But, $800 is a lot to spend just to playback tracks!

Bermuda
 

New Tricks

Platinum Member
I need to sort out a good means for sending backing tracks to front of house and a click track to my headphones or in-ears.
If you are playing with backing tracks, wouldn't a click is be redundant? (unless there is no clear rhythm in the tracks).





But, $800 is a lot to spend just to playback tracks!

Bermuda
It's cheaper and more reliable than a keyboard/horn/ player :)

For what I/we do, it's the best money I've spent.
 

Bo Eder

Platinum Member
Zoom R16 would excel here as well. You can hard pan what you want L & R out the 1/4" stereo outputs, and you'd be in direct control of at least 8-tracks at once. Everything is coming off of a SD card.
 

bermuda

Drummerworld Pro Drummer - Administrator
Staff member
>> $800 is a lot to spend just to playback tracks!

It's cheaper and more reliable than a keyboard/horn/ player :)
Well, that's another kettle of fish.

There are still a number of artists/bands that bring all the necessary percussionists, vocalists, and horns & strings for their performances, for a 100% live show. But they're in the minority as far as touring acts go, and it is quite expensive to carry extra people. Obviously there's the salaries, but there's also hotels, transportation, per diems, wardrobe, extra crew people and their salaries & transportation, etc.

A backing track may replace a lot more than just a couple of players, so in that respect, assuming the band is in a position to even consider hiring extra people, the Roland at$800 is a steal!

But, for basic playback without the need for stereo feeds to both foh and the drummer, there are far less expensive solutions.

Bermuda
 

bermuda

Drummerworld Pro Drummer - Administrator
Staff member
Are in ear click tracks all that common with live drummers out of interest?
Depends at what level the band is at.

In bars, almost never, and in clubs, only the most ambitious bands employ much technology. But for touring acts in larger venues (theaters and up) I'd say at least half the drummers are on a click and/or use tracks for some or all of their performance.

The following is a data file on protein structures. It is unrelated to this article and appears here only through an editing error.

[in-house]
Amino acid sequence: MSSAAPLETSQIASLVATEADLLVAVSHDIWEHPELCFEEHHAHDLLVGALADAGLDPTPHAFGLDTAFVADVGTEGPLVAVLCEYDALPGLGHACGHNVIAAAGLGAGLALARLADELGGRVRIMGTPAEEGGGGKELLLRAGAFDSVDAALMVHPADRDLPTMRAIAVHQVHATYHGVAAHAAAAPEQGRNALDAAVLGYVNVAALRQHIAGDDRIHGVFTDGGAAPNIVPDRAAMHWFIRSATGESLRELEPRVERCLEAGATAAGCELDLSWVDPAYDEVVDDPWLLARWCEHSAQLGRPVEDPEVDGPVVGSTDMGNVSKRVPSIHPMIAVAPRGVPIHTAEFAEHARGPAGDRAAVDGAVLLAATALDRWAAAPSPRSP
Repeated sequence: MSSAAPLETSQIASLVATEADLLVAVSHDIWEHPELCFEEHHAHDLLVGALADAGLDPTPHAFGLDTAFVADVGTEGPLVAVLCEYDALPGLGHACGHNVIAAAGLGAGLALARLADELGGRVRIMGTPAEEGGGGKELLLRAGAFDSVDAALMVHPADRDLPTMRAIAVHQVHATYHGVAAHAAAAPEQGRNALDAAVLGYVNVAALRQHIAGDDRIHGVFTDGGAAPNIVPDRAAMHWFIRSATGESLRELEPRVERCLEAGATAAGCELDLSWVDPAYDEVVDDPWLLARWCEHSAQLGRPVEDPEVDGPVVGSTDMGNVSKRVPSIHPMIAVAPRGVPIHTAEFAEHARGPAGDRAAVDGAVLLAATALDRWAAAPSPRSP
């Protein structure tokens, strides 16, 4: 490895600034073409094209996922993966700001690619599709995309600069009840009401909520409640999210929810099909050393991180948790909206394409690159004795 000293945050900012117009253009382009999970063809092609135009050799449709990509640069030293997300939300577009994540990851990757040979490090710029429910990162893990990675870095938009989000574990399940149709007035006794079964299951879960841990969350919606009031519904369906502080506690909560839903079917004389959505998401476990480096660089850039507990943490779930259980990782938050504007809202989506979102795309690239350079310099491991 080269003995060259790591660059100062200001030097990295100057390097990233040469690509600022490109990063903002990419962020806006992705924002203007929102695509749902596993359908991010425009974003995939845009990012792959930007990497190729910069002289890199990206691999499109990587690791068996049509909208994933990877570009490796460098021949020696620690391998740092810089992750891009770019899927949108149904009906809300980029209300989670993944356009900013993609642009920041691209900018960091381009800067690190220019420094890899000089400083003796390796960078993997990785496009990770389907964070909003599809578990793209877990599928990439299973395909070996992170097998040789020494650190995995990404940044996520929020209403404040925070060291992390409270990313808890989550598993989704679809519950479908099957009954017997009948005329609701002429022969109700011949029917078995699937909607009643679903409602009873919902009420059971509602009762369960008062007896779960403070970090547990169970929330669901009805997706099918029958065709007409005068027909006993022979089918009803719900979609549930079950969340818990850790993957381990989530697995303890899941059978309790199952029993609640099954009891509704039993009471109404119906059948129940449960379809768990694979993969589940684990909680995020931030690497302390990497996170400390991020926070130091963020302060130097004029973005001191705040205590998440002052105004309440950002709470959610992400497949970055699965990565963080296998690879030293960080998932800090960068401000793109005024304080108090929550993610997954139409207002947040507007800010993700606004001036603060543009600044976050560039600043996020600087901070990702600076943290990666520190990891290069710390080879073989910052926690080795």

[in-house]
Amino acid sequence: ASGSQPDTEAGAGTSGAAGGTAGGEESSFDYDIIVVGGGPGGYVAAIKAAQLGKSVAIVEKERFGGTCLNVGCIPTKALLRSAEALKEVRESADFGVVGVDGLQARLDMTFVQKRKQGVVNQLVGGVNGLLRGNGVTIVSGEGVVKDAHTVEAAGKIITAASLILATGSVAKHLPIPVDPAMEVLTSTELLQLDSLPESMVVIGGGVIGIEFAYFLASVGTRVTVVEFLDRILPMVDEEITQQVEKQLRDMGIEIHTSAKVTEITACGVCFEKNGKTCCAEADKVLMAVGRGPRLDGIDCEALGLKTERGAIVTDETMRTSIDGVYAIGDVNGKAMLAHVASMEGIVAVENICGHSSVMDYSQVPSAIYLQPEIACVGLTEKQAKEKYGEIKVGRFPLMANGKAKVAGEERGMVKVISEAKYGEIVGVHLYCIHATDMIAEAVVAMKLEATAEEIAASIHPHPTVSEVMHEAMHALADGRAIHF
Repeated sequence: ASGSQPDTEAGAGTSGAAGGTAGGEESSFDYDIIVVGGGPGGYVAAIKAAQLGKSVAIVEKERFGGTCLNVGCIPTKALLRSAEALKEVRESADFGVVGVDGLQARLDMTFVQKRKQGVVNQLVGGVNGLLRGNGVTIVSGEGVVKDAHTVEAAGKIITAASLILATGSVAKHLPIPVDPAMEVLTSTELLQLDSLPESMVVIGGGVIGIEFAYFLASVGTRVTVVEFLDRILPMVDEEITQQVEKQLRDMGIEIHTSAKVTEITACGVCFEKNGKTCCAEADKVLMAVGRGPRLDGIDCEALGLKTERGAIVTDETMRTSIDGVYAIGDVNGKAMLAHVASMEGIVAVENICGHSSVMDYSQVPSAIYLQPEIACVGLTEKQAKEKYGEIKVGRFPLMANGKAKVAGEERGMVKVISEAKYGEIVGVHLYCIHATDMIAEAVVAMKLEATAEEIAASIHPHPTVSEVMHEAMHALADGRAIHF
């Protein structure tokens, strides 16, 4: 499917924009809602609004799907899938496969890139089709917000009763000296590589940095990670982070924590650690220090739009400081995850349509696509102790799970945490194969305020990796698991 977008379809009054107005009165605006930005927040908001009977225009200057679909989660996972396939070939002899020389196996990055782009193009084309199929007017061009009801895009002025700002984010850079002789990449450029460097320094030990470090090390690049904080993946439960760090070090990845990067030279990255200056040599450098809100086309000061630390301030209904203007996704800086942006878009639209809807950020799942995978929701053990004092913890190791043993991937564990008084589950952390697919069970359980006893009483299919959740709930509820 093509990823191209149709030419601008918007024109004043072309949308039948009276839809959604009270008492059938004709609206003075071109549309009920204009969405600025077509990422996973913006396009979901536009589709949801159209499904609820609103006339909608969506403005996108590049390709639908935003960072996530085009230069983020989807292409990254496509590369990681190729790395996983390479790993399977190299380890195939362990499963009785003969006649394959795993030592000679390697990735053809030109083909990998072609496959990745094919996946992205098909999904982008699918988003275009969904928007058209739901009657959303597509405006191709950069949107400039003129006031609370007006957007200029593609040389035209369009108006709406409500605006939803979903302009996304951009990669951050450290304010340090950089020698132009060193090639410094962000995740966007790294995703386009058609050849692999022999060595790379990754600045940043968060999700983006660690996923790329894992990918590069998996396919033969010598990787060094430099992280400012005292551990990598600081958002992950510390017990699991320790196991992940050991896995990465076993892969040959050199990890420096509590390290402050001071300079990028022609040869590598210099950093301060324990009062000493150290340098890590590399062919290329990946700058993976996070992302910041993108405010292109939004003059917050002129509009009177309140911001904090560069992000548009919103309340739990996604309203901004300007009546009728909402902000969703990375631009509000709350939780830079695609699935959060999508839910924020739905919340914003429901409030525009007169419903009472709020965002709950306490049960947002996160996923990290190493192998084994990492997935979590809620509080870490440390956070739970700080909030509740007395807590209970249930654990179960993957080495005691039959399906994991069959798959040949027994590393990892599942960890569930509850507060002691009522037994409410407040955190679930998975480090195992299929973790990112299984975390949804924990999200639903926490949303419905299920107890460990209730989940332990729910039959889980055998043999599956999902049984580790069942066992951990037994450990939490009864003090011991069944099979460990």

Bermuda
 
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Ariffy

Member
I always play to a click live.

I'm looking to get into this backing track with click thing too but I just can't get my head round it at all.
 

PQleyR

Platinum Member
Thanks for your responses, everyone.

If you are playing with backing tracks, wouldn't a click is be redundant? (unless there is no clear rhythm in the tracks).
I'm talking full orchestral parts here, including tempo changes and gaps where no rhythm is discernible. And I've also got to count the song in at the right tempo. No click would be the sort of experience best reserved for nightmares.
 

New Tricks

Platinum Member
Thanks for your responses, everyone.



I'm talking full orchestral parts here, including tempo changes and gaps where no rhythm is discernible. And I've also got to count the song in at the right tempo. No click would be the sort of experience best reserved for nightmares.
Gotcha. The SPD has a click built in but I'm not sure if it can be routed only to your monitor.
 

Naigewron

Platinum Member
Gotcha. The SPD has a click built in but I'm not sure if it can be routed only to your monitor.
Don't know about the newer units, but the built-in click on the SPD-S can only be used when recording samples; not when playing something back.
 

bermuda

Drummerworld Pro Drummer - Administrator
Staff member
SPD-SX click can be run while tirggering, not sure about the routing options.

Bermuda
 

bellicapelli

Junior Member
I wanted to point out a link which can be useful :
SyncInside - Backing tracks advanced player
www.syncinside.net

[EDIT]

Camera Connection Kit and a Class compliant USB sound card are required to exploit the multitrack features.

[/EDIT]